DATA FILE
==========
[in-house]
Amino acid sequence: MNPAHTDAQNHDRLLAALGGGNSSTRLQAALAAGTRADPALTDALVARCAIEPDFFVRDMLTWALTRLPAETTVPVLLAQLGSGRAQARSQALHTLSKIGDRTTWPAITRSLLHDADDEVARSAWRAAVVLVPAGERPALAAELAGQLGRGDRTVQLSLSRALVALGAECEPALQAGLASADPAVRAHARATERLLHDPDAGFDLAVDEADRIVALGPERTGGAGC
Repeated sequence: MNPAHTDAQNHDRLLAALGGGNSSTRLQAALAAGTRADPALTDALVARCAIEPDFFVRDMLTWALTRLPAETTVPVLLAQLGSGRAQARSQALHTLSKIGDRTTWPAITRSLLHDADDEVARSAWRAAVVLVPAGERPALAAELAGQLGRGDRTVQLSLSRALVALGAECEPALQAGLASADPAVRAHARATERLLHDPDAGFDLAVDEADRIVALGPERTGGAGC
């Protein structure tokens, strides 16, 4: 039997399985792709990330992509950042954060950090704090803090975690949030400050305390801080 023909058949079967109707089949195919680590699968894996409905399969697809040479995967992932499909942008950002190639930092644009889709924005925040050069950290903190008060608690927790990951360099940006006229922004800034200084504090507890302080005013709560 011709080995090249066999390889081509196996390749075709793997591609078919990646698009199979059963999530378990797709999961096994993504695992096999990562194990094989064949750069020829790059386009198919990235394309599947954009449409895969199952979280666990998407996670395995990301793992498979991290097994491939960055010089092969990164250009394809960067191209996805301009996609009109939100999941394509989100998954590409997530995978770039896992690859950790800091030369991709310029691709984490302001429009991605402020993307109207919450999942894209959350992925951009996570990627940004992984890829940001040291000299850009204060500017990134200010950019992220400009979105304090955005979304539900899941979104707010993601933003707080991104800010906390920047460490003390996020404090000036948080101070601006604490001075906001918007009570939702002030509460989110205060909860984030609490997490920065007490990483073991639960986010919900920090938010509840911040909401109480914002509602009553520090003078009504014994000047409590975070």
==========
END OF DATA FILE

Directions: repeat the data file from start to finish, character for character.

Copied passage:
[in-house]
Amino acid sequence: MNPAHTDAQNHDRLLAALGGGNSSTRLQAALAAGTRADPALTDALVARCAIEPDFFVRDMLTWALTRLPAETTVPVLLAQLGSGRAQARSQALHTLSKIGDRTTWPAITRSLLHDADDEVARSAWRAAVVLVPAGERPALAAELAGQLGRGDRTVQLSLSRALVALGAECEPALQAGLASADPAVRAHARATERLLHDPDAGFDLAVDEADRIVALGPERTGGAGC
Repeated sequence: MNPAHTDAQNHDRLLAALGGGNSSTRLQAALAAGTRADPALTDALVARCAIEPDFFVRDMLTWALTRLPAETTVPVLLAQLGSGRAQARSQALHTLSKIGDRTTWPAITRSLLHDADDEVARSAWRAAVVLVPAGERPALAAELAGQLGRGDRTVQLSLSRALVALGAECEPALQAGLASADPAVRAHARATERLLHDPDAGFDLAVDEADRIVALGPERTGGAGC
């Protein structure tokens, strides 16, 4: 039997399985792709990330992509950042954060950090704090803090975690949030400050305390801080 023909058949079967109707089949195919680590699968894996409905399969697809040479995967992932499909942008950002190639930092644009889709924005925040050069950290903190008060608690927790990951360099940006006229922004800034200084504090507890302080005013709560 011709080995090249066999390889081509196996390749075709793997591609078919990646698009199979059963999530378990797709999961096994993504695992096999990562194990094989064949750069020829790059386009198919990235394309599947954009449409895969199952979280666990998407996670395995990301793992498979991290097994491939960055010089092969990164250009394809960067191209996805301009996609009109939100999941394509989100998954590409997530995978770039896992690859950790800091030369991709310029691709984490302001429009991605402020993307109207919450999942894209959350992925951009996570990627940004992984890829940001040291000299850009204060500017990134200010950019992220400009979105304090955005979304539900899941979104707010993601933003707080991104800010906390920047460490003390996020404090000036948080101070601006604490001075906001918007009570939702002030509460989110205060909860984030609490997490920065007490990483073991639960986010919900920090938010509840911040909401109480914002509602009553520090003078009504014994000047409590975070």